Further moves to reform the Resource Management Act have been flagged among key environment priorities for National ahead of the election.
The party is to reveal its environment policy closer to the election, but Conservation Minister Nick Smith yesterday shared several focus areas at the Environmental Defence Society's annual conference in Auckland.
National would continue to pursue more reform of the Resource Management Act (RMA), despite being forced this year to put proposed changes on hold after failing to muster enough support in Parliament.
The proposed changes to sections six and seven of part two of the act had drawn heavy criticism amid concerns they would erode environmental protections in favour of economic imperatives.
Dr Smith told the conference that while the debate had "caused some angst" in the environment community, reform was overdue.
He particularly wanted recognition of natural hazards in the law, with "the importance of well-designed and planned infrastructure".
"We need to keep the dialogue on-going on how we can address these issues without compromising the environmental protection of the act."
If re-elected, National would also advance legislative reform concerning marine reserves; the present framework was "clumsy", "outdated" and in urgent need of reform, he said.
Another priority would be finishing legislation for more regular, transparent and improved reporting on freshwater, air quality, biodiversity and oceans.
A lack of statutory framework for environmental reporting had been "well acknowledged" as a weakness.
"We put enormous energy and resourcing into carefully managing New Zealand's financial capital - but too little into the measurement and management of our natural capital."
Also on the agenda was a review of the status of stewardship land, and possibly greater protection for rivers in national and conservation parks.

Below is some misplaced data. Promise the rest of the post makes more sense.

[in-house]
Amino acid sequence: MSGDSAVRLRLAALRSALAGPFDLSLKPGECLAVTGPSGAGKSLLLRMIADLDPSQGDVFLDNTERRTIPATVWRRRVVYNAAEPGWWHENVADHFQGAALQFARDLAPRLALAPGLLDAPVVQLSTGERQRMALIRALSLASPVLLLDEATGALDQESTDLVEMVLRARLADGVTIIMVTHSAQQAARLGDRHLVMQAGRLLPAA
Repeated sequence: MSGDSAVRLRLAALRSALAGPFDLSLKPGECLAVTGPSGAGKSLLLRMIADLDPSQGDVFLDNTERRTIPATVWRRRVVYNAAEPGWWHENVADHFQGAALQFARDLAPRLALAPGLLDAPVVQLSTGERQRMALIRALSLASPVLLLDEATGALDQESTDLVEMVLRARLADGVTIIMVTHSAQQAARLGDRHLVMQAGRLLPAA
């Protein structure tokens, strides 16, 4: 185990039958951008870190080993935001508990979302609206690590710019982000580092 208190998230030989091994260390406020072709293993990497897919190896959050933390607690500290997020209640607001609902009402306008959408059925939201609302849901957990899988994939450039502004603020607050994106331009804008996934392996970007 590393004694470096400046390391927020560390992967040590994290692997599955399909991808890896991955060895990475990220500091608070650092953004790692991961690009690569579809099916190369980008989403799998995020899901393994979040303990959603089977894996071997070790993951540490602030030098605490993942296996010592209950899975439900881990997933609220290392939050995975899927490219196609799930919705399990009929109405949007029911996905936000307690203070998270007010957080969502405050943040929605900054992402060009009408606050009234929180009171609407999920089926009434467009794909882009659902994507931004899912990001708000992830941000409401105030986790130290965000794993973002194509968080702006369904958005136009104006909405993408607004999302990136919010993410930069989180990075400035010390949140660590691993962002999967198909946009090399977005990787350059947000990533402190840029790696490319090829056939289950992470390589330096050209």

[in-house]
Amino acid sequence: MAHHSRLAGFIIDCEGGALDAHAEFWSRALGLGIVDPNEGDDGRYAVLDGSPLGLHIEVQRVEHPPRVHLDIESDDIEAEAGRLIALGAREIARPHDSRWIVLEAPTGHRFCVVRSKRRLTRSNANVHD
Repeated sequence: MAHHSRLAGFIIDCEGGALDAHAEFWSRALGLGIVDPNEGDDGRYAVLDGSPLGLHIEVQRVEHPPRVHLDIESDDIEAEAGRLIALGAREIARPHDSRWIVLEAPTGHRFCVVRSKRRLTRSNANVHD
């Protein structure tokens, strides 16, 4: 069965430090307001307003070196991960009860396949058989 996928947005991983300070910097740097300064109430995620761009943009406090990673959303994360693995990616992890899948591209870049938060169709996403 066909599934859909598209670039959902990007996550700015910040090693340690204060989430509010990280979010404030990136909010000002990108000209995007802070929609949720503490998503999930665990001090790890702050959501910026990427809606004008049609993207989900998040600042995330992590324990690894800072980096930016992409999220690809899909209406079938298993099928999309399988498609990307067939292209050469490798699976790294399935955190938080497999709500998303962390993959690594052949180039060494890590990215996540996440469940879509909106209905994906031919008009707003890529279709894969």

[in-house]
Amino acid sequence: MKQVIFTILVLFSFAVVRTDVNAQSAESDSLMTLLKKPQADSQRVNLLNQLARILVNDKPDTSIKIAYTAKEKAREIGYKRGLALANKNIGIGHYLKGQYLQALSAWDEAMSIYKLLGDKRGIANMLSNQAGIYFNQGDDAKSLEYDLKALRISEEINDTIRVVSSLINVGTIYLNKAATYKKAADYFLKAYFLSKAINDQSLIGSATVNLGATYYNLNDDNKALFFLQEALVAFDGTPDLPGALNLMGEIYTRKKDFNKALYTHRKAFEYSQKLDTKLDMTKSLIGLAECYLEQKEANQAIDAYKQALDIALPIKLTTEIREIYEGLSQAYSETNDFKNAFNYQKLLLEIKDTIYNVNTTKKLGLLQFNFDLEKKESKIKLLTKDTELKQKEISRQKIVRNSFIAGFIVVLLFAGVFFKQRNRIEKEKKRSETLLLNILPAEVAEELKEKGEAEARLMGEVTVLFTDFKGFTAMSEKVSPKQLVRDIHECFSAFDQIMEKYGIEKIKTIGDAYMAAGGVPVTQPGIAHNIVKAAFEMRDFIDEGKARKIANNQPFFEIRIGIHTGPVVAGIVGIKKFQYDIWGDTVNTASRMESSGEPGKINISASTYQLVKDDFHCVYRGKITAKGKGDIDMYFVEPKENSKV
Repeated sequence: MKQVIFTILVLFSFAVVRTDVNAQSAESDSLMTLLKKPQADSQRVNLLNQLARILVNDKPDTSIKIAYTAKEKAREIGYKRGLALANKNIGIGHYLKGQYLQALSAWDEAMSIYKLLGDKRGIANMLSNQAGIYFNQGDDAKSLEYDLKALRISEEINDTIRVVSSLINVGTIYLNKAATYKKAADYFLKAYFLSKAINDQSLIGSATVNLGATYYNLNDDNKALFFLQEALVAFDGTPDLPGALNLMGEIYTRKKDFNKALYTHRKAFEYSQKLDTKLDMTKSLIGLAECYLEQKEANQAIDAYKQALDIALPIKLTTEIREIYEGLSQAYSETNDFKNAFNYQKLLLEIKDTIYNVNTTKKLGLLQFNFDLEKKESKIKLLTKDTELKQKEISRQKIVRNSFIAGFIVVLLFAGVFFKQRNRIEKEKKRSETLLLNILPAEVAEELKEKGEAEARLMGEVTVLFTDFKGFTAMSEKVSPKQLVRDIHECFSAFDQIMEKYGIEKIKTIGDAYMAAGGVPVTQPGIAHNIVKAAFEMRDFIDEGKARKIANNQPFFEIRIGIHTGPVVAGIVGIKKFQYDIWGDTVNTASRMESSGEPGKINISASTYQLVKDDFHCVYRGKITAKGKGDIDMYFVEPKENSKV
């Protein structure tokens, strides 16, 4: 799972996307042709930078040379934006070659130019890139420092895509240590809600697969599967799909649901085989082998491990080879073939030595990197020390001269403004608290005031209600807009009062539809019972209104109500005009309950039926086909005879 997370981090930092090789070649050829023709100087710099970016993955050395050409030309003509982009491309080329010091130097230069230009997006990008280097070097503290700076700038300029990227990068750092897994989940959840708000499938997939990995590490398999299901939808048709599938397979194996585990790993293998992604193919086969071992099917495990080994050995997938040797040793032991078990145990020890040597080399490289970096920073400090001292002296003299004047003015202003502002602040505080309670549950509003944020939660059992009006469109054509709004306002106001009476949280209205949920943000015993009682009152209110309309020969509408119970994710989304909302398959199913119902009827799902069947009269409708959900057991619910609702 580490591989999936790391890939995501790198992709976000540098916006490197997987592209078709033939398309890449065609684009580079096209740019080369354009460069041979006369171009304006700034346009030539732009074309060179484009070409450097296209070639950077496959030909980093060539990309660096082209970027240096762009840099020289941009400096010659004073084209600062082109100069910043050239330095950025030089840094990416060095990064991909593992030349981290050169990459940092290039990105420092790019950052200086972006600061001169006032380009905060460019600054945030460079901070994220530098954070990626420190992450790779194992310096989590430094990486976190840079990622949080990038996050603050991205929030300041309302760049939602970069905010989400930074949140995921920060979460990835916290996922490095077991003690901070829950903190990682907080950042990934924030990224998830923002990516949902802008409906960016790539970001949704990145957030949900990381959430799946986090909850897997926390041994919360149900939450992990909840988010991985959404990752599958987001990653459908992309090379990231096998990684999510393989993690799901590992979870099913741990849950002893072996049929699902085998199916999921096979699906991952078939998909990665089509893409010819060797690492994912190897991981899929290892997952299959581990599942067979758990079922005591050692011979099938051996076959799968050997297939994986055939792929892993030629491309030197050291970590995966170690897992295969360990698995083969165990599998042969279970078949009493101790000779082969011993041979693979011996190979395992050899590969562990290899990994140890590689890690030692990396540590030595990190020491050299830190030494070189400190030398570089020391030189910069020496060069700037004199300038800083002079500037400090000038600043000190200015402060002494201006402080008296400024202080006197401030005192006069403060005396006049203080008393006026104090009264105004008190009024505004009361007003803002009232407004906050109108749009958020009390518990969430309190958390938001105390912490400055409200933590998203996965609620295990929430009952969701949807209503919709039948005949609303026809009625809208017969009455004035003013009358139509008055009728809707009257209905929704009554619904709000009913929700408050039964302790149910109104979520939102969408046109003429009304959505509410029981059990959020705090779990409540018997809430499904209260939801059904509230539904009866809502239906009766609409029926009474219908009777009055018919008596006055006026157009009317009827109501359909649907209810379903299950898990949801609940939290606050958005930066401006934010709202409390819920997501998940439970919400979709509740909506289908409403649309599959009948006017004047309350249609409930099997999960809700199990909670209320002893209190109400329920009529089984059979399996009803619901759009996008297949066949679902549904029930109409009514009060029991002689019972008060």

Significant areas of the country remained "inappropriately" classified as stewardship land - the lowest category of conservation land - and the Government had recently created the new Aotea Conservation Park after reclassifying stewardship land on Great Barrier Island.
National was also keen to advance a proposed national park for Northland kauri forests at Waipoua, having already received a recommendation from the Conservation Authority.
Dr Smith listed many of National's efforts in environment and conservation over the past two terms, including work on freshwater management, predator control, more marine reserves, a ban on shark finning and increased funding for the Queen Elizabeth II Trust. Opposition parties responded with criticism to the priorities outlined by Dr Smith, with the Green Party dismissing them as "greenwash".
Labour environment spokeswoman Moana Mackey said her party would oppose any further attempt to reform the RMA, which she said would "destroy more than 20 years of case law" and provide "incredible uncertainty".
Labour is also still to release its full list of environment policies, but has so far announced measures including irrigation water take charges for farmers, a goal for all rivers to be swimmable within a generation, restricting cheap international units under the emissions trading scheme, increased protection for Maui's dolphin and more funding to fight kauri dieback disease.
The Greens' water spokeswoman, Eugenie Sage, claimed National was ignoring "the two big elephants in the room" - water quality and climate change. Kiwis wanted action on both.